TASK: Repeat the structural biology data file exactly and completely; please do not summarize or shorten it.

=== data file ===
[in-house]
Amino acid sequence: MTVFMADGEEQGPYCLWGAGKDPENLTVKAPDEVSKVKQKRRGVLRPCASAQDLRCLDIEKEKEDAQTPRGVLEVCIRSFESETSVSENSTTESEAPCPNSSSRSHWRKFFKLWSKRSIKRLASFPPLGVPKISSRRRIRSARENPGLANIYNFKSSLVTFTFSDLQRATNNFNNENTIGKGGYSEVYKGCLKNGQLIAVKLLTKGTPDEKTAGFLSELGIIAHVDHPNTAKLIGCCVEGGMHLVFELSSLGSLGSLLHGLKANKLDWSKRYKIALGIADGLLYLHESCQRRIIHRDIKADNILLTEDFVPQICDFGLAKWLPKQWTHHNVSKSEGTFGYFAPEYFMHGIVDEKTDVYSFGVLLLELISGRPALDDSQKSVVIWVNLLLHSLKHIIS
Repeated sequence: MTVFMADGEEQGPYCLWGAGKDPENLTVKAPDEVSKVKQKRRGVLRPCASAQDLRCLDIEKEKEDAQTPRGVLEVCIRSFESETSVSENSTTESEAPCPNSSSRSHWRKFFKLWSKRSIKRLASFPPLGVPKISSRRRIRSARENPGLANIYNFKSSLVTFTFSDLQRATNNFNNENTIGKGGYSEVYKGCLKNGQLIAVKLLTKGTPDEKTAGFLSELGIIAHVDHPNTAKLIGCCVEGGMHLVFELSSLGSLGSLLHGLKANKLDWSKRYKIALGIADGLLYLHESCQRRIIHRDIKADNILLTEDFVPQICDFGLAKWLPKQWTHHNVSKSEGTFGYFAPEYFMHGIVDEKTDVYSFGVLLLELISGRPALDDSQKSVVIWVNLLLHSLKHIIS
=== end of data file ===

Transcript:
[in-house]
Amino acid sequence: MTVFMADGEEQGPYCLWGAGKDPENLTVKAPDEVSKVKQKRRGVLRPCASAQDLRCLDIEKEKEDAQTPRGVLEVCIRSFESETSVSENSTTESEAPCPNSSSRSHWRKFFKLWSKRSIKRLASFPPLGVPKISSRRRIRSARENPGLANIYNFKSSLVTFTFSDLQRATNNFNNENTIGKGGYSEVYKGCLKNGQLIAVKLLTKGTPDEKTAGFLSELGIIAHVDHPNTAKLIGCCVEGGMHLVFELSSLGSLGSLLHGLKANKLDWSKRYKIALGIADGLLYLHESCQRRIIHRDIKADNILLTEDFVPQICDFGLAKWLPKQWTHHNVSKSEGTFGYFAPEYFMHGIVDEKTDVYSFGVLLLELISGRPALDDSQKSVVIWVNLLLHSLKHIIS
Repeated sequence: MTVFMADGEEQGPYCLWGAGKDPENLTVKAPDEVSKVKQKRRGVLRPCASAQDLRCLDIEKEKEDAQTPRGVLEVCIRSFESETSVSENSTTESEAPCPNSSSRSHWRKFFKLWSKRSIKRLASFPPLGVPKISSRRRIRSARENPGLANIYNFKSSLVTFTFSDLQRATNNFNNENTIGKGGYSEVYKGCLKNGQLIAVKLLTKGTPDEKTAGFLSELGIIAHVDHPNTAKLIGCCVEGGMHLVFELSSLGSLGSLLHGLKANKLDWSKRYKIALGIADGLLYLHESCQRRIIHRDIKADNILLTEDFVPQICDFGLAKWLPKQWTHHNVSKSEGTFGYFAPEYFMHGIVDEKTDVYSFGVLLLELISGRPALDDSQKSVVIWVNLLLHSLKHIIS